As Close As We Get, inclusive modularity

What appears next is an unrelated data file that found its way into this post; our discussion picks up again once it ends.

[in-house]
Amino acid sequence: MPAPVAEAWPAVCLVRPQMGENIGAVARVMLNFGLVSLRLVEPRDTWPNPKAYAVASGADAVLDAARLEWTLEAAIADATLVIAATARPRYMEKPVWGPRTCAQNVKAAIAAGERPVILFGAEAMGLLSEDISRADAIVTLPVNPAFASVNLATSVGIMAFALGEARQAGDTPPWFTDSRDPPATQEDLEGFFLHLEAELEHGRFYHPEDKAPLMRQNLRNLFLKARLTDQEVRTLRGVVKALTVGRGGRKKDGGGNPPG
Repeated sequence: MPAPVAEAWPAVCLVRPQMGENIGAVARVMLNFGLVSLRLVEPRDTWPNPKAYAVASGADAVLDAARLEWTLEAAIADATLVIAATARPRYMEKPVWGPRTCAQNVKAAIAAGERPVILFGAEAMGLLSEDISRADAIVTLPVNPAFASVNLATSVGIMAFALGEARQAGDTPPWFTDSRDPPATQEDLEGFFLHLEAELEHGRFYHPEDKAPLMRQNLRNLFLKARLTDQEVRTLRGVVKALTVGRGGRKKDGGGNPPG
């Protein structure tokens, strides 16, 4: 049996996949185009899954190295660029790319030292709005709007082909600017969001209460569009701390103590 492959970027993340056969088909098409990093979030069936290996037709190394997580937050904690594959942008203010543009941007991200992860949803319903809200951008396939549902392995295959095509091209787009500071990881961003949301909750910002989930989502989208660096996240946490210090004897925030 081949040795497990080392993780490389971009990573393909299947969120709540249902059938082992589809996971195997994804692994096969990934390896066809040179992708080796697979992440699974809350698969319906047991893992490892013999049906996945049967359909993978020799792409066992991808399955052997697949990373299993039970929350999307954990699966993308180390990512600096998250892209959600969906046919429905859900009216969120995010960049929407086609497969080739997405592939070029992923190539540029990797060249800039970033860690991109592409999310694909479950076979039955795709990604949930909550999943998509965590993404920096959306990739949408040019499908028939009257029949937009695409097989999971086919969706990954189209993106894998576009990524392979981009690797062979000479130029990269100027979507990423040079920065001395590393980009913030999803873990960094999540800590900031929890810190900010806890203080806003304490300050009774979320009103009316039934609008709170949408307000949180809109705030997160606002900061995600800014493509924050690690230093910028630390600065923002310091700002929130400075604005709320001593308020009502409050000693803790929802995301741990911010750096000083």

The buildings we inhabit have stolen space from countless other living beings. With urban arrogance and an abundance of artificial and invasive materials, we have literally invaded many ecosystems that were once ideal and autonomous. With rising sea levels, there is a real possibility that these buildings will be submerged in the near future. So one might ask: how would it be possible to make them welcoming and suitable for life underwater as well? The installation As Close As We Get by the well-known artist group SuperFlex reflects on this transition and on the importance of experimenting with architectural solutions that can be used by different species. The installation, currently on display in Copenhagen harbour, consists of groups of structures resembling modern abstract totems, made of interlocking modular blocks, half of which are submerged in water. Each module is made of different materials, some of which are natural, while others are specifically designed as ideal habitats for marine creatures. Among other things, the project is part of broader research to verify the actual resilience and acceptability of the material used for underwater constructions. The installation is materially tangible and the modular block structure of the sculptures is partly reminiscent of the aesthetics of concrete, the material with which we primarily identify urban areas. The symbolic play here is perhaps in the completely overturned functionality: the artificial construction no longer as a material invasion, but as a possible meeting point, as close as “we get”. Chiara Ciociola